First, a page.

Taliban fighters stand guard in front of the Hamid Karzai International Airport, in Kabul, Afghanistan, Monday, Aug. 16, 2021.

Taliban fighters stand guard in front of the Hamid Karzai International Airport, in Kabul, Afghanistan, Monday, Aug. 16, 2021. Rahmat Gul / AP

Biden Administration Seeks Civilian Feds to Deploy in Helping Relocate Afghan Evacuees

Employee volunteers will go to both domestic and international sites as U.S. struggles to respond to chaotic scenes in Afghanistan.

The Biden administration is soliciting assistance from federal civilian employees as it prepares to handle the relocation of an influx of Afghan nationals after the government there collapsed. 

The State Department and U.S. Agency for International Development are seeking Foreign Service Officer and civil service employee volunteers to deploy to domestic and international locations to process arrivals and work on visa applications, according to an internal email sent out on Monday. The employees would serve on temporary assignments of 60-90 days and deploy to Washington, Dulles International Airport, Fort Lee in Virginia or Qatar to start, though more employees may be asked to “surge locations that may be established as the situation evolves.” 

U.S. officials in recent weeks have ramped up efforts to relocate Afghans who provided critical services in support of American military and civilian operations throughout the war and who now may be in danger. Estimates have put the outstanding numbers of individuals qualified for  the Special Immigrant Visa program in the tens of thousands. The Biden administration launched Operation Allies Refuge last month to assist those individuals as the U.S. prepared for its full military withdrawal from Afghanistan, but the timeline and processes for it have been thrown into chaos as the Taliban swiftly took control of the country. The interagency effort involves the State Department, U.S. Citizenship and Immigration Services, the Defense Department, the Health and Human Services Department and others. The government has so far relocated 2,000 SIV recipients to the U.S. 

Civil servant volunteers deployed to Qatar will help staff a temporary relocation site while evacuated Afghans await visa processing. Those in domestic locations will help receive the evacuees and process them on to their final locations. Their responsibilities could include a range of activities, such as providing direct support, planning refugee flow options, coordinating with non-governmental organizations and hosting congressional delegations. Employees must clear their potential participation with their supervisors before applying.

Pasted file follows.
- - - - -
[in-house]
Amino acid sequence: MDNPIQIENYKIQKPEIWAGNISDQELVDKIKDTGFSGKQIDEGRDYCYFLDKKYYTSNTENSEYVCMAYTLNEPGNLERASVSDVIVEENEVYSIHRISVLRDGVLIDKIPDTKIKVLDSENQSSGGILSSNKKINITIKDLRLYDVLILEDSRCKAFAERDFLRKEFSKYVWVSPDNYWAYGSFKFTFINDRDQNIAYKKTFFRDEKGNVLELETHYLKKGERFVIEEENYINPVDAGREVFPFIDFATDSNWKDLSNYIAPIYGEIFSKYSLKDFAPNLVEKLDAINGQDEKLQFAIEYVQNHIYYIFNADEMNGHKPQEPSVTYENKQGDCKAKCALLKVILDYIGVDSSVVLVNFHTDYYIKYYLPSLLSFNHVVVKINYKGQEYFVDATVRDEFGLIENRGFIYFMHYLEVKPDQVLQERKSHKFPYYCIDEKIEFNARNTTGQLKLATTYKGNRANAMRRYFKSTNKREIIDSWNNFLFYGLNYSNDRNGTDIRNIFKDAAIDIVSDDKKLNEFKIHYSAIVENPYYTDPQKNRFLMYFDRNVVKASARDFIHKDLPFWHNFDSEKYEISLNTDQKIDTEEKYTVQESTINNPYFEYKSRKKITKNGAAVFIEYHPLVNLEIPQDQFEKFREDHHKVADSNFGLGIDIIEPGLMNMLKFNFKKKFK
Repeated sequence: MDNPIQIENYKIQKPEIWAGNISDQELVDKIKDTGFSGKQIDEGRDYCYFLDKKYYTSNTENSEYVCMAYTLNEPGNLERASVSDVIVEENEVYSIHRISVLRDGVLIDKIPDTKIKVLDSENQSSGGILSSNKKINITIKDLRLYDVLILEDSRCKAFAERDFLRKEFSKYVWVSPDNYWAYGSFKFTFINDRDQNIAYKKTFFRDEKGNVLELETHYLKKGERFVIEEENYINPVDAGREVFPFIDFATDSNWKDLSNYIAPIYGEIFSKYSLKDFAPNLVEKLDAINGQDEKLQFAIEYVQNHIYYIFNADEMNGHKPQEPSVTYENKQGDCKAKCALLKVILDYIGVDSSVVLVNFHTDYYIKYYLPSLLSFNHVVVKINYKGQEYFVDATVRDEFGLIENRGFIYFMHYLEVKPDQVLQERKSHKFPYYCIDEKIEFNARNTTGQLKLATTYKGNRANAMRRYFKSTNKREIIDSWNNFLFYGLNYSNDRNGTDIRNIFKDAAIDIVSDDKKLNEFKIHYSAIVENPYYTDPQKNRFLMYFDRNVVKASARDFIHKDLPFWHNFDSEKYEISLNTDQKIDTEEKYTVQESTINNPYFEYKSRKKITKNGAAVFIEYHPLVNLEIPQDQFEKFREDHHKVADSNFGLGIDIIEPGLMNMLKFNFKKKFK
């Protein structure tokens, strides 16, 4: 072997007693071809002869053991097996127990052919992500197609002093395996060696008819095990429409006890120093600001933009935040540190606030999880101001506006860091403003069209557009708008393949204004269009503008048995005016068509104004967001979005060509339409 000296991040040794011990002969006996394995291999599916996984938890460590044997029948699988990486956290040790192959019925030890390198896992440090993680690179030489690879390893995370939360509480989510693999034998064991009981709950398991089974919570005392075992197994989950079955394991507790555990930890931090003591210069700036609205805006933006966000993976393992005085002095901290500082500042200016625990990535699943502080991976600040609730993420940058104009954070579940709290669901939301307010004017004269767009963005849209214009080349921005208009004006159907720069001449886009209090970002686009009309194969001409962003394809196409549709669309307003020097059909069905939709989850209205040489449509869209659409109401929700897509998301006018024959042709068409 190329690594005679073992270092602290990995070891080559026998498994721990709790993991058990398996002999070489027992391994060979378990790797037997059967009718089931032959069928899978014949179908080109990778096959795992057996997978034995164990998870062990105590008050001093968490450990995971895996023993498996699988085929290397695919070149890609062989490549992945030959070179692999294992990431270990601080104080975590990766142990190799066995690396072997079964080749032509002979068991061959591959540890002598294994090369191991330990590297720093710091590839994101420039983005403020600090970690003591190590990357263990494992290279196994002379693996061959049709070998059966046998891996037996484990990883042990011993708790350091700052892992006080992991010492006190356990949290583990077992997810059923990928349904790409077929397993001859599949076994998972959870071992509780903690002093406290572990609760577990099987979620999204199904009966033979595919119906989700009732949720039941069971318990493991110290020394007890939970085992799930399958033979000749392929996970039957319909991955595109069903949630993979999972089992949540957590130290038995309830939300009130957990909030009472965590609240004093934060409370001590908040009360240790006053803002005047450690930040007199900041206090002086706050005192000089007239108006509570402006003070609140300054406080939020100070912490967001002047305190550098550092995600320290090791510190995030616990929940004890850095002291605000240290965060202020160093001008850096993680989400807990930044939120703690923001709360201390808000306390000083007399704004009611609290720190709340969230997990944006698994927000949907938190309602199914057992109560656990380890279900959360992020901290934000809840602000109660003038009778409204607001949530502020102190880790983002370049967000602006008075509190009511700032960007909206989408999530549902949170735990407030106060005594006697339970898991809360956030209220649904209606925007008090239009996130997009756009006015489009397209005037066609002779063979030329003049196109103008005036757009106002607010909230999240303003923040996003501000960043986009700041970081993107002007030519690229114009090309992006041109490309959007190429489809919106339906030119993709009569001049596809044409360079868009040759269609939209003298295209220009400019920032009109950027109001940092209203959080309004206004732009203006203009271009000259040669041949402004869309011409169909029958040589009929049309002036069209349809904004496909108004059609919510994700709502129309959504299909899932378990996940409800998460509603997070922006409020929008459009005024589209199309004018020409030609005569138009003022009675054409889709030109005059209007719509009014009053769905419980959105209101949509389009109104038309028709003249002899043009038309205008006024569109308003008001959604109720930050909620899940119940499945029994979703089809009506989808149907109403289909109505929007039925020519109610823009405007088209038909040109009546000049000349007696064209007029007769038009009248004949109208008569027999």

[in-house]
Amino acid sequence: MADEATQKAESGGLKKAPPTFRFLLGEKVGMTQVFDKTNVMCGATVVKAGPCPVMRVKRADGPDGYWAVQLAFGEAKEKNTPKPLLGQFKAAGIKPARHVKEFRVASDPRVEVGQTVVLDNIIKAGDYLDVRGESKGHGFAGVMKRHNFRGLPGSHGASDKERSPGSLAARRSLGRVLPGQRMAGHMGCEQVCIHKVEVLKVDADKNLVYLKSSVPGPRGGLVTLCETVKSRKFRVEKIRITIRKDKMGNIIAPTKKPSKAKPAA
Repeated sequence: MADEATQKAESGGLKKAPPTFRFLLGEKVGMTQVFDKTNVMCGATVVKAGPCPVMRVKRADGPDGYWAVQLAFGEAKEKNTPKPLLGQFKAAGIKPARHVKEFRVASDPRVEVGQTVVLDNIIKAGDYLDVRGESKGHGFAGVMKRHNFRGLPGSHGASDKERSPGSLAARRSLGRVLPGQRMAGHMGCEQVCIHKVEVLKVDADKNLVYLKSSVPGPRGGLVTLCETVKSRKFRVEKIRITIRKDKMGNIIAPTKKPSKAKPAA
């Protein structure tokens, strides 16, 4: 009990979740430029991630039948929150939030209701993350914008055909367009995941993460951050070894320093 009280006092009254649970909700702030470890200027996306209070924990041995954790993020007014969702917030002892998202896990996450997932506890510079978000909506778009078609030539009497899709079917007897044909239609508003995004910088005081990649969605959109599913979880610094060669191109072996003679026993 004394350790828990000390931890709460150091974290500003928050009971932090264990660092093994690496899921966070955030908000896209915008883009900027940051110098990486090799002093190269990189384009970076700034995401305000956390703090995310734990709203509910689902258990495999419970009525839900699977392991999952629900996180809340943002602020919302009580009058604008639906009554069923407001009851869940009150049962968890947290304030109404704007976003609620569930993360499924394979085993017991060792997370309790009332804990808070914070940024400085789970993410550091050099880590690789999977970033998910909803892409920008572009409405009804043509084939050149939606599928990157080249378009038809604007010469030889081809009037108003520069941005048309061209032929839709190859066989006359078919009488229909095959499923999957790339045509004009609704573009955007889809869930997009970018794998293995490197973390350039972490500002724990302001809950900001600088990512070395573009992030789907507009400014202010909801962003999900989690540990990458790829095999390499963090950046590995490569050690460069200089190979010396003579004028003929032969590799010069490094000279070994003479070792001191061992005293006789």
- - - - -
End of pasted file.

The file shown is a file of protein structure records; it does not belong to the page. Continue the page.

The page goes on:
The State Department declined to provide further details on its solicitation ahead of a scheduled briefing Monday afternoon, including how many employee volunteers it is seeking. 

Afghans arriving at Fort Lee will only spend a few days there, Pentagon spokesman John Kirby has said. U.S. personnel will conduct final medical screenings and other administrative requirements before sending them elsewhere for resettlement. USCIS last month established a temporary field office and a “mobile biometrics processing station” at the installation to expedite processing. Afghans seeking Special Immigrant Visas begin their application process by filing a petition with USCIS. Those who arrive in the United States will receive benefits through HHS’ Office of Refugee Resettlement. 

Kirby said on Monday the Pentagon was looking to identify two additional installations to bringing in more Afghan nationals, allowing the department to temporarily house 22,000 people. State Department spokesperson Ned Price said that State was pursuing all possibilities for relocating Afghan nationals. 

Some in Congress are pressuring the White House to do whatever it takes to evacuate the Afghans, many of whom risked their lives to support the United States, regardless of the usual processes. 

“America and our allies must drop the onerous visa requirements where a typo can condemn an ally to torture and death, and the military must continue the evacuation for as long as it takes,” said Rep. Seth Moulton, D-Mass. 

State and Defense, meanwhile, have raced to evacuate their own civilian employees from Kabul. The departments said over the weekend that all diplomatic staff had been safely brought to the airport there, though videos have shown chaotic scenes as planes sought to take off. The Biden administration previously said it would leave only a “core diplomatic presence” in Afghanistan. President Biden has deployed 6,000 troops to secure the airport in Kabul and “enable the safe departure of U.S. and allied personnel from Afghanistan via civilian and military flights,” State and Defense said in a joint statement on Sunday. 

“Tomorrow and over the coming days, we will be transferring out of the country thousands of American citizens who have been resident in Afghanistan, as well as locally employed staff of the U.S. mission in Kabul and their families and other particularly vulnerable Afghan nationals,” the departments said.

Price on Monday declined to say how many federal employees were currently at the Kabul airport awaiting a departure, noting only that some embassy staff were pulled out starting in April. All flights, both military and civilian, in and out of the airport have been temporarily suspended while U.S. forces seek to restore order. Both Kirby and Price said U.S. citizens aiming to leave Afghanistan should shelter in place until receiving other instructions from State.

This story has been updated with additional information.